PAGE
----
Autism and Hyperbaric Oxygen Therapy Debate Continues

Hyperbaric Oxygen Therapy Autism


An article published today by the New Jersey Star-Ledger entitled "Questions, risks surround hyperbaric chamber treatments for autistic children" is an interesting story addressing the pros and cons of Hyperbaric Oxygen Therapy (HBOT) for autism. In the article, writer Susan Livio addresses the key points involving the treatment, which is frequently implemented by parents of children with autism.

However, the story caught my attention because of its title, which I found to be very misleading. Other than a glancing mention of rare side effects, there are no inherent "risks" that Livio alluded to in her title, other than the fact that HBOT therapy can be expensive when not covered by insurance, hence posing a financial "risk" to families. However, this is significantly different from the inference that HBOT poses health risks.

With so much misinformation currently circulating within the autism community, these types of attention-grabbing headlines do not do any favors for those searching for the truth. Whether intentional or not, the article immediately casts HBOT in a negative light before a single sentence of the story is read.

I am neither a proponent or critic of Hyperbaric Oxygen Therapy, but I do take issue when I see these kinds of headlines coming from the media as it pertains to autism, mainly because they needlessly create further division among a fractioned community that so desperately needs to come together.

While any form of medical treatment poses "risks," HBOT therapy is considered relatively safe, assuming that patients are properly supervised by a licensed medical physician (an important fact omitted by the author). And unlike some of the more controversial biomedical treatments such as chelation and IVIG, research has consistently shown HBOT to have minimal risks or side effects and in many cases, have proven beneficial. I personally know of parents who swear by HBOT therapy and have heard nothing but positive things by those who have tried it.

Yes, HBOT can be expensive, particularly for those who chose to buy a chamber for their own home, but we must be careful not to confuse the very different issues of financial risk vs. health risk. 

Children with autism should have all potentially beneficial treatments at their disposal, regardless of cost.  Just because something is expensive should not disqualify it as a treatment option nor should it be unfairly cast in a negative light, especially when it has the potential to benefit some of those who try it.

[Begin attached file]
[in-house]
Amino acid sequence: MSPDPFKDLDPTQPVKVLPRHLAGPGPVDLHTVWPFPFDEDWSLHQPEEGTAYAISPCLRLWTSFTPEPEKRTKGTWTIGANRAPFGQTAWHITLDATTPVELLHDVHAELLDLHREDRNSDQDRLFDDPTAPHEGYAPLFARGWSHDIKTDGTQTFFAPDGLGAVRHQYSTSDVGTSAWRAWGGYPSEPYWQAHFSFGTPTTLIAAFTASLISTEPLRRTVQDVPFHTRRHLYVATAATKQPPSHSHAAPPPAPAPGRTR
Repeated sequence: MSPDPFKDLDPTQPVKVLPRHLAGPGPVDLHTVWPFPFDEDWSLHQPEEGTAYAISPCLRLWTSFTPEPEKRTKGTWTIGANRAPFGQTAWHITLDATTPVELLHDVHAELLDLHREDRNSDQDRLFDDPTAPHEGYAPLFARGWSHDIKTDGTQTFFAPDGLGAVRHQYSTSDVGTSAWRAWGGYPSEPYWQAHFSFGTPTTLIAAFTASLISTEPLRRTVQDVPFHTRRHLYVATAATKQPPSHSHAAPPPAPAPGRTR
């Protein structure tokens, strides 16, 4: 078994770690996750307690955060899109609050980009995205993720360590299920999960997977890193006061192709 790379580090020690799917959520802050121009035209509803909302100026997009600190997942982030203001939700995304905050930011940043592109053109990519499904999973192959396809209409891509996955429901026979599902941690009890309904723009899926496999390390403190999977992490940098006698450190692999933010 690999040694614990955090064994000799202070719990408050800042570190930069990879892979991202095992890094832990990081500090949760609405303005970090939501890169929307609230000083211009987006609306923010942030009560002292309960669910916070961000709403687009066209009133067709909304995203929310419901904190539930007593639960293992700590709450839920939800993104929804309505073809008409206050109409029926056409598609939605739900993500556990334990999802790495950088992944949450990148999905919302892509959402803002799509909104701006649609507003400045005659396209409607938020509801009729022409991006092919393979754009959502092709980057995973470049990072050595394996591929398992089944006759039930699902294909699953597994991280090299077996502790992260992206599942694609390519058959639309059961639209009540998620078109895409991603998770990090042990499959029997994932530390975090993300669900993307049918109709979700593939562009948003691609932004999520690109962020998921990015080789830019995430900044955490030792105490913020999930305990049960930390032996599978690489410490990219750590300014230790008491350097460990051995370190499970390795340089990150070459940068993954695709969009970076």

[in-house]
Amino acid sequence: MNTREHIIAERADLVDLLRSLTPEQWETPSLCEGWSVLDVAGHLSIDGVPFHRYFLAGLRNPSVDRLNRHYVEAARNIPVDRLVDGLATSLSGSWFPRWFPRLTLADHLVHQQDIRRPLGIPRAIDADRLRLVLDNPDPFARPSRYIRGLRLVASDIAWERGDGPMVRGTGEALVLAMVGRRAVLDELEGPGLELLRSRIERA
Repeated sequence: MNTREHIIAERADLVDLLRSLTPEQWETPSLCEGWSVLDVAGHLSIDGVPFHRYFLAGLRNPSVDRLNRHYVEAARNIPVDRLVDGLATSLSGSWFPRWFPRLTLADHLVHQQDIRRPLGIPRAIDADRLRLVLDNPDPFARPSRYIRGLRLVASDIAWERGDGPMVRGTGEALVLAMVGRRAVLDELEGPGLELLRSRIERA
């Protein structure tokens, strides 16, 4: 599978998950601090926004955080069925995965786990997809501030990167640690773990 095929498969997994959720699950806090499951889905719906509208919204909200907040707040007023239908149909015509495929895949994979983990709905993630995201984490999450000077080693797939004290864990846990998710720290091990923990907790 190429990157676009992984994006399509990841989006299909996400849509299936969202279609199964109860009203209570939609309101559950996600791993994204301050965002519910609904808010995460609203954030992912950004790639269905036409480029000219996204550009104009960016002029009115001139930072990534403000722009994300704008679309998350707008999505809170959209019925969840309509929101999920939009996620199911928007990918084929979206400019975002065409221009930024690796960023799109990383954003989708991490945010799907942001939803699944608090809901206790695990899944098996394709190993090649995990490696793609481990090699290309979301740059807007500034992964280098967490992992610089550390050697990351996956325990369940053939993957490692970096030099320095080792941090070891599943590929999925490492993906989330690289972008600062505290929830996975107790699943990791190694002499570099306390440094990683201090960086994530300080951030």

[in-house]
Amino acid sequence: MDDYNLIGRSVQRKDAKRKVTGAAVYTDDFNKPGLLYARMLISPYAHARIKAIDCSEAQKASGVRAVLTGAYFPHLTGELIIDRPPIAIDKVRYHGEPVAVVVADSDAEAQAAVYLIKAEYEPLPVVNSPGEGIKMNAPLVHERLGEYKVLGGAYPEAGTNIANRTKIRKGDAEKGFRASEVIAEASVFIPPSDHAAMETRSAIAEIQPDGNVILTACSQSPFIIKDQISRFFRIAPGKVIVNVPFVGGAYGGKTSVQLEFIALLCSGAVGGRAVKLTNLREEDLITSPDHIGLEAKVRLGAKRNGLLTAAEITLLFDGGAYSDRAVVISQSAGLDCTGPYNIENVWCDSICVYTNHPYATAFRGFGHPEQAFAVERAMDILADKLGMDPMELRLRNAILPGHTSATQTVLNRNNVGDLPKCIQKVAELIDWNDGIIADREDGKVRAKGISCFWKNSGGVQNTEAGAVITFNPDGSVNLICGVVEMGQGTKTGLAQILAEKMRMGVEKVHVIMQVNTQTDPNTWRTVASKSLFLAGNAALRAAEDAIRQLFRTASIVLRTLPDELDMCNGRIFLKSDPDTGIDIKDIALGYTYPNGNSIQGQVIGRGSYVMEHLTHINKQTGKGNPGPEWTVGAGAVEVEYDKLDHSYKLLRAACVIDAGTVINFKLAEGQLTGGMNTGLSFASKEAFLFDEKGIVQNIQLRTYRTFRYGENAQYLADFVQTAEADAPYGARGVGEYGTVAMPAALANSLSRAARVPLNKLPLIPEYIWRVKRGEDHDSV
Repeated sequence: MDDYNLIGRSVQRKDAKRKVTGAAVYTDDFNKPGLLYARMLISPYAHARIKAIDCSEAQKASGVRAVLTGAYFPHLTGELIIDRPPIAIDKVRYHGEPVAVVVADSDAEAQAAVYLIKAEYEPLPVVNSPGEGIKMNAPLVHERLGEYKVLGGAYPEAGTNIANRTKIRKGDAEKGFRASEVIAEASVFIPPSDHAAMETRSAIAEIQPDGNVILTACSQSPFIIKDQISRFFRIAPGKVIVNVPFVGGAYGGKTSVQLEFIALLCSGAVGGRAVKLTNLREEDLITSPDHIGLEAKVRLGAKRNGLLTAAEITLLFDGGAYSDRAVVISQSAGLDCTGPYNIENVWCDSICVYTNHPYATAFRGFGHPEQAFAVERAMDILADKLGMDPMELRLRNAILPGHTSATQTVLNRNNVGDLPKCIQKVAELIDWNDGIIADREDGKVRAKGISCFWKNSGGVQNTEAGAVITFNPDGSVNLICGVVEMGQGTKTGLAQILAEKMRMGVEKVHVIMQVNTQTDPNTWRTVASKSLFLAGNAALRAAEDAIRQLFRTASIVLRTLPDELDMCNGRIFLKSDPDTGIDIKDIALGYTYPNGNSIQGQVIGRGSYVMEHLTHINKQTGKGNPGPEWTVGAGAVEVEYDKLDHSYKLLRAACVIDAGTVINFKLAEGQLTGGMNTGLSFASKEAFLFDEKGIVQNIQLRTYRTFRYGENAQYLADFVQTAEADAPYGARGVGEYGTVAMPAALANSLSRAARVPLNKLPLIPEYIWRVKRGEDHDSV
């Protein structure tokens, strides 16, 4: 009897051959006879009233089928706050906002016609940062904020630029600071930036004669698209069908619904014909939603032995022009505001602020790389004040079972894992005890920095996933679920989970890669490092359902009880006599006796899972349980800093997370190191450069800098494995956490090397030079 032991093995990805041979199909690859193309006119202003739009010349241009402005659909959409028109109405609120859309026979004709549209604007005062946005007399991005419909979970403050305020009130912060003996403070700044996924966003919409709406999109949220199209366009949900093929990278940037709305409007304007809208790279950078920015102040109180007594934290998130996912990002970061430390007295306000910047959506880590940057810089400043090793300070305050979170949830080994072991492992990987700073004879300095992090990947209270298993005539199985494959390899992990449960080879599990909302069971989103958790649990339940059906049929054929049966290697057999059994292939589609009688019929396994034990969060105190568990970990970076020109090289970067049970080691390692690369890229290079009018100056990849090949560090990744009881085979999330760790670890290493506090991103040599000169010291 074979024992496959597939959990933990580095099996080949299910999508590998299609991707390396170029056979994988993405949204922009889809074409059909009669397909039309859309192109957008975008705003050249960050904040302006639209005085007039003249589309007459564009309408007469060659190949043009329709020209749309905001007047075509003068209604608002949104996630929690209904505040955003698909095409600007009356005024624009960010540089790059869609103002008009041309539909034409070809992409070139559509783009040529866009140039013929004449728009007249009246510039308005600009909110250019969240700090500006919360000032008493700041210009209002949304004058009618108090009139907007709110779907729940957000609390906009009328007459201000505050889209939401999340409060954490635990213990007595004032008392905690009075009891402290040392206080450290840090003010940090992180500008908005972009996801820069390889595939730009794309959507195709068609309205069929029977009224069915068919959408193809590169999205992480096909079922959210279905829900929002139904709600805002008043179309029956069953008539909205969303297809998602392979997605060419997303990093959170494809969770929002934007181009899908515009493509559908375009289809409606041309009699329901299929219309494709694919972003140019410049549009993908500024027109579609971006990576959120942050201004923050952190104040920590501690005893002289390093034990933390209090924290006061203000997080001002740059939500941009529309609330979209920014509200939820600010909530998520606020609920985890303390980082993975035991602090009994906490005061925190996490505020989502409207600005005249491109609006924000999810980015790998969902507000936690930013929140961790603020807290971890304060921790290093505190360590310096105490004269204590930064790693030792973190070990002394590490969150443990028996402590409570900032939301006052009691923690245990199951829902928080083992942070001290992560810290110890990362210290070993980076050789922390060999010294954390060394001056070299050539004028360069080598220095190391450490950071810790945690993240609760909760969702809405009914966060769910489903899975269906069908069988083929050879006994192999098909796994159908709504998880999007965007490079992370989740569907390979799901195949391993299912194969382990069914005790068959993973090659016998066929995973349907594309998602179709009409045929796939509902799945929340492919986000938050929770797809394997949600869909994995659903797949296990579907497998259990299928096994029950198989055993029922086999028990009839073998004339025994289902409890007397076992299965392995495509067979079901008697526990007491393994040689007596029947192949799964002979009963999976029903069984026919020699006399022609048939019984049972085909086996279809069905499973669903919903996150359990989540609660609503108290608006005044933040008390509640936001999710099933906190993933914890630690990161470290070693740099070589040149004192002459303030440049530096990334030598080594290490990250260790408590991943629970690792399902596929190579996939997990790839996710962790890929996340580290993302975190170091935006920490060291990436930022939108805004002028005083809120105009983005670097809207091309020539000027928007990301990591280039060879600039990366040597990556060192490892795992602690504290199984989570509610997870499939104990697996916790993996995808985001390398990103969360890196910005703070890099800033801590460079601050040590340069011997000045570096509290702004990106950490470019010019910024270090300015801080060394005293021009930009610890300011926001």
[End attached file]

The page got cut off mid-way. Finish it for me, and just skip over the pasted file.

3 Responses to Autism and Hyperbaric Oxygen Therapy Debate Continues

  1. Peter McCann says:

    HBOT is so safe that the UK has actually deregulated by act of parliament type 3 chmbers which are mainly used for neurological conditions such as autism Well over 2 million treatments have been carried out without an incident of note. What is more these units and there are over 60 in the UK are run mainly by volunteers with training and the cost is no more than $25 per treatment max. We admire so much from the US but this is an example of a lead from the UK where vested interests obviously do not have such a hold over the regulatory bodies.

  2. I agree with the cost should not be an road block. The treatments should simply be a co-pay. I hope this spreads and more people get involved.

    We will continue to cover this along with global autism news I have been looking for other countries with results using the HOT



  3. I totally agree that media tend to enhance the drama of autism as opposed to helping soothe parents souls. I have heard wonderful things about Hyperbaric Oxygen Therapy (HBOT) for autism. I believe that we need more inspiration and hope not over hyped drama that doesn’t serve our community.

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Did You Know?

  • * In 1970, Autism affected 1 out of 10,000 children
  • * Autism now affects 1 out of 88 children
  • * Autism affects 1 in 54 boys
  • * 1.7 million Americans have some form of autism
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